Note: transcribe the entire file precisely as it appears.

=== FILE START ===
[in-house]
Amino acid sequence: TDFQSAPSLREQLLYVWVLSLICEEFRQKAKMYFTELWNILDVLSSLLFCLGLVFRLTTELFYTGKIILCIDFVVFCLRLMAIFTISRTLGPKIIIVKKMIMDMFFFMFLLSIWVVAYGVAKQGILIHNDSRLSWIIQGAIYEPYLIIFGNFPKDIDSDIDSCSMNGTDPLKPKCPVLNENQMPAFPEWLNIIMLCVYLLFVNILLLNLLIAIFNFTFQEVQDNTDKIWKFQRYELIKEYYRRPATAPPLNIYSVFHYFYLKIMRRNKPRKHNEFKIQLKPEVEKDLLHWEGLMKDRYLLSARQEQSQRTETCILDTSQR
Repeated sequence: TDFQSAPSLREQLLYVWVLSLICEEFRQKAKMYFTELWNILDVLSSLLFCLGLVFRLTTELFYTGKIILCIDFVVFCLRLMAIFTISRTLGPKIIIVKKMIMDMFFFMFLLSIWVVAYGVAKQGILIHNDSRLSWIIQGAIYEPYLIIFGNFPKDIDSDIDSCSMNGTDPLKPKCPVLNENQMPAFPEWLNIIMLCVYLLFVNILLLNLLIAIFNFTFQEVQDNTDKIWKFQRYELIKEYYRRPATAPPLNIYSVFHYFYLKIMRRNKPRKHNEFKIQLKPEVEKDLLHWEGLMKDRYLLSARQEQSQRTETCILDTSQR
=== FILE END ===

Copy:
[in-house]
Amino acid sequence: TDFQSAPSLREQLLYVWVLSLICEEFRQKAKMYFTELWNILDVLSSLLFCLGLVFRLTTELFYTGKIILCIDFVVFCLRLMAIFTISRTLGPKIIIVKKMIMDMFFFMFLLSIWVVAYGVAKQGILIHNDSRLSWIIQGAIYEPYLIIFGNFPKDIDSDIDSCSMNGTDPLKPKCPVLNENQMPAFPEWLNIIMLCVYLLFVNILLLNLLIAIFNFTFQEVQDNTDKIWKFQRYELIKEYYRRPATAPPLNIYSVFHYFYLKIMRRNKPRKHNEFKIQLKPEVEKDLLHWEGLMKDRYLLSARQEQSQRTETCILDTSQR
Repeated sequence: TDFQSAPSLREQLLYVWVLSLICEEFRQKAKMYFTELWNILDVLSSLLFCLGLVFRLTTELFYTGKIILCIDFVVFCLRLMAIFTISRTLGPKIIIVKKMIMDMFFFMFLLSIWVVAYGVAKQGILIHNDSRLSWIIQGAIYEPYLIIFGNFPKDIDSDIDSCSMNGTDPLKPKCPVLNENQMPAFPEWLNIIMLCVYLLFVNILLLNLLIAIFNFTFQEVQDNTDKIWKFQRYELIKEYYRRPATAPPLNIYSVFHYFYLKIMRRNKPRKHNEFKIQLKPEVEKDLLHWEGLMKDRYLLSARQEQSQRTETCILDTSQR